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Sweet and Twenty
by Floyd Dell


The final play of the fourth bill of the second New York season (1917-1918) had been started by Dell in 1916 and was written in response to being stood up by his love interest at the time, Margot, which caused him “to write a play based partly on the incongruity of their relationship: that of an overly serious young man in love with a young woman with few intellectual interests.”(1)  Sweet and Twenty is a comedy for four characters and Dell cast Millay again in the lead role, with whom he’d begun a romance after she asked him to read her the play weeks before.  A somewhat simple plot, The Young Woman (Helen) and The Young Man (George) meet in the cherry orchard of a property each is involved in potentially purchasing, though once this is found out, each is willing to let the other purchase the place.  They have seen each other in the real estate office the day before, but each thinks the other is married to the much older people they saw with them, and each reveals they were with their uncle and/or aunt.  Impetuously, but fearful of missing the moment, the young man, deeply attracted, declares his love for the young woman.  While she initially resists, being more rational, they end up in a kiss.  It is after their kiss they realize that neither of them is married, but now that there is no reason they can’t be married, they begin to approach the idea of their marriage to each other logically.  She declares she is not a socialist when he says he is--at least as far as municipally-owned street cars are concerned, for which she declares she has no interest.  She asks if he can dance and, when he says he can’t, she assures him he can be taught, to which he replies he doesn’t want to learn.  This produces a stalemate between them, leading them to decide there’s no way they could be married with these differences in spite of their deep attraction.  They therefore decide to say goodbye, though they never quite achieve it.  At just the moment they’re about to kiss again, the real estate agent comes upon them and, seeing them close to an embrace, exclaims he’s “too late!”(2)  He tells them that their respective uncle and aunt have arranged this because they want them to be married, and they’re waiting up at the house.  They plead with him to help them get out of having to get married and, in the process, the agent gives his view of marriage, declaring it to be “devised by the Devil himself for driving all the love out of the hearts of lovers,” and that marriage had become “incompatible” with modern living.(3)  The more he goes on telling them about the problems with marriage, the more Helen and George confidentially tell each other they think there is something wrong with the agent, Helen finally declaring, to George’s agreement, “He’s quite mad.”  A moment later, a guard comes upon them and says to the agent “Ah, here you are! Thought you’d given us the slip did you?” and tells Helen and George, “Escaped from the Asylum he did, a week ago and got a job here.  We’ve been hunting him high and low.”(4)  George asks the guard what’s the matter with him, and he replies “He went crazy, he did, readin’ the works of Bernard Shaw.  And if he wasn’t in the insane asylum, he’d be in jail.”  He tells them the agent was a bigamist, married fourteen times, all of the women saying he was “an ideal husband.”  The play ends with Helen and George deciding, in advance of facing their uncle and aunt, that they will marry, but Helen tells him he “can’t have that sunny south room for a study.  I want it for the nursery.”  George replies, “The nursery!”  Helen confirms, “Yes; babies, you know!” George’s curtain line is simply, “Good heavens!”(5)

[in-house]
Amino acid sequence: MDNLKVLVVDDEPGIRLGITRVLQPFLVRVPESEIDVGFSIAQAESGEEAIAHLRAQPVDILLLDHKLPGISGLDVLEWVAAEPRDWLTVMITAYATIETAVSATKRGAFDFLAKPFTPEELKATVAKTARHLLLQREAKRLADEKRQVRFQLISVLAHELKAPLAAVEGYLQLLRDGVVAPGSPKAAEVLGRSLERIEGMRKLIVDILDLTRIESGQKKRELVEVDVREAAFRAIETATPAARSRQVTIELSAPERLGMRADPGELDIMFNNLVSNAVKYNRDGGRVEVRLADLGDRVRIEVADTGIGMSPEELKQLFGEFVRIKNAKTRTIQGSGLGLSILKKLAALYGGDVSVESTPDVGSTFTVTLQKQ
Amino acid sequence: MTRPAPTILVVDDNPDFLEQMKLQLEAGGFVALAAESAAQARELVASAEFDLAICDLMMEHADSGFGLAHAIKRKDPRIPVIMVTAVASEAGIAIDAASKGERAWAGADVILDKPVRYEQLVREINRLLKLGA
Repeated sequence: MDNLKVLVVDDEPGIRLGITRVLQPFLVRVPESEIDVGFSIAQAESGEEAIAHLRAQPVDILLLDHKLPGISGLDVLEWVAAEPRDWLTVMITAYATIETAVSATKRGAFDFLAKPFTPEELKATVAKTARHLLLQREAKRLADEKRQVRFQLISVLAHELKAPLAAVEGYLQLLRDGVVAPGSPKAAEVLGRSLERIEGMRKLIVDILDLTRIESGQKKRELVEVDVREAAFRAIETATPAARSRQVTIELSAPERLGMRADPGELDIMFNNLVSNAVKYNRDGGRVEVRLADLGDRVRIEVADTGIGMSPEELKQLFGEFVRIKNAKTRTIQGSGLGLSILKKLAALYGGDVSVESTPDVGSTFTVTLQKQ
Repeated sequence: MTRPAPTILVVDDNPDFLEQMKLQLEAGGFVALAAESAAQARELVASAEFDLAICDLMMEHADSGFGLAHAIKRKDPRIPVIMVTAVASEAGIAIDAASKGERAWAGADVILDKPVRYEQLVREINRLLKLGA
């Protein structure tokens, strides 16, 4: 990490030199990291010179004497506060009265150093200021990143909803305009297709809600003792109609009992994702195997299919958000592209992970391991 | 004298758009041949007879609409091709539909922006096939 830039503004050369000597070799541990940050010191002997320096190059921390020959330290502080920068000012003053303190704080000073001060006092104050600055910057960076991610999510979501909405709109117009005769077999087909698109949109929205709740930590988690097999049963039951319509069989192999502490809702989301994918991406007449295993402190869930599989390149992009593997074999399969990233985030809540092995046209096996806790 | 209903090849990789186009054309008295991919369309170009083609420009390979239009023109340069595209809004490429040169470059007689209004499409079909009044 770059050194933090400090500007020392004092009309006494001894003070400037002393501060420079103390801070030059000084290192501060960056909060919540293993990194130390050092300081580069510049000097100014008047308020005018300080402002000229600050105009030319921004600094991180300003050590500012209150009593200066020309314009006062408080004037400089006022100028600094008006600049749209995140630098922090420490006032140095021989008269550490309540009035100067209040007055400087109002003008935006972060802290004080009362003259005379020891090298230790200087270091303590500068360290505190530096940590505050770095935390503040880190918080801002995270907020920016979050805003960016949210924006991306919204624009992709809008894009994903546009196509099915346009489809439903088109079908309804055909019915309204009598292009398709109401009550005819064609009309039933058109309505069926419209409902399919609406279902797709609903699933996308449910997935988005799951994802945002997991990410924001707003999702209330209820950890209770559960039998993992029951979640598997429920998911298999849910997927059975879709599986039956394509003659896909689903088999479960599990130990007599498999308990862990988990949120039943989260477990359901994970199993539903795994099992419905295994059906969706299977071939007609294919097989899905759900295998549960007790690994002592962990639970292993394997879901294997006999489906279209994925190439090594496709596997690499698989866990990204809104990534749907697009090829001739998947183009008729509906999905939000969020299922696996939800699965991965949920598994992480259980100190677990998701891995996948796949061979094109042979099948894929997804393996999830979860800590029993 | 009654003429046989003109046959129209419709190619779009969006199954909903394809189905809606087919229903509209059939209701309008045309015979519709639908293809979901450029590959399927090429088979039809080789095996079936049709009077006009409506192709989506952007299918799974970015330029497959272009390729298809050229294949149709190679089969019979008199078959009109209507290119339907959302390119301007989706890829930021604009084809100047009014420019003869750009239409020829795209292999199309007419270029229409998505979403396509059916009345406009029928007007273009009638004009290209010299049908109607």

The set for the show was designed, as for his last play, by Dell, and he describes it in detail in the published version of the play: “The cherry-orchard scene was effectively produced on a small stage by a blue-green back-drop with a single conventionalized cherry-branch painted across it, and two three-leaved screens masking the wings, painted in blue green with a spray of cherry blossoms.”(6)  Direction is credited to Nina Moise.  Dell also wrote the lyrics for a song for which Millay composed the music, Dell writing that it sounded like “one of the old English ballads of which it was an imitation.”  Millay sang the song as she entered to begin the play.  Though the lyrics are not in the published version of the play, Dell includes them in his autobiography, Homecoming, saying that he’s placed them there “for the pleasure of remembering her voice as she sang it”:

When I was a girl, my mother would say, “April-May!
There are the months to beware of the moon, “May-June!
And the blackbird singing upon the spray, April-May!
Beware my child of the blackbird’s tune.”  May-June!
When I was sixteen no more than a day, April-May!
I met a young man in the flush of the moon. May-June!
His step was light and his manner was gay, April-May!
And he came from afar, by the dust on his shoon, May-June!
I looked at him once and I looked away, April-May!
And my heart it asked but a single boon. May-June!
“I love you,” he said, “for ever and aye!” April-May!
For ever and ever—the blackbird’s tune!  May-June!
I could not leave him or send him away, April-May!
So we walked in the wood by the light of the moon. May-June!
I had clean forgot what my mother did say, April-May!
But I learned it all and I learned it soon. May-June!(7)

Again, no critical reviews of this play seem to exist, and this was the last play by Dell the Provincetown Players would perform.  Between Kreymborg’s score and songs and Dell and Millay’s song, music seemed to be part of this bill as much as it ever had in the Players’ season.

© Jeff Kennedy, 2007.

(1) Clayton 150.

(2) Dell, King 92.

(3) Dell, King 95-96.

(4) Dell, King 98-99.

(5) Dell, King, 99.

(6) Dell, King 76.

(7) Dell, Homecoming 300.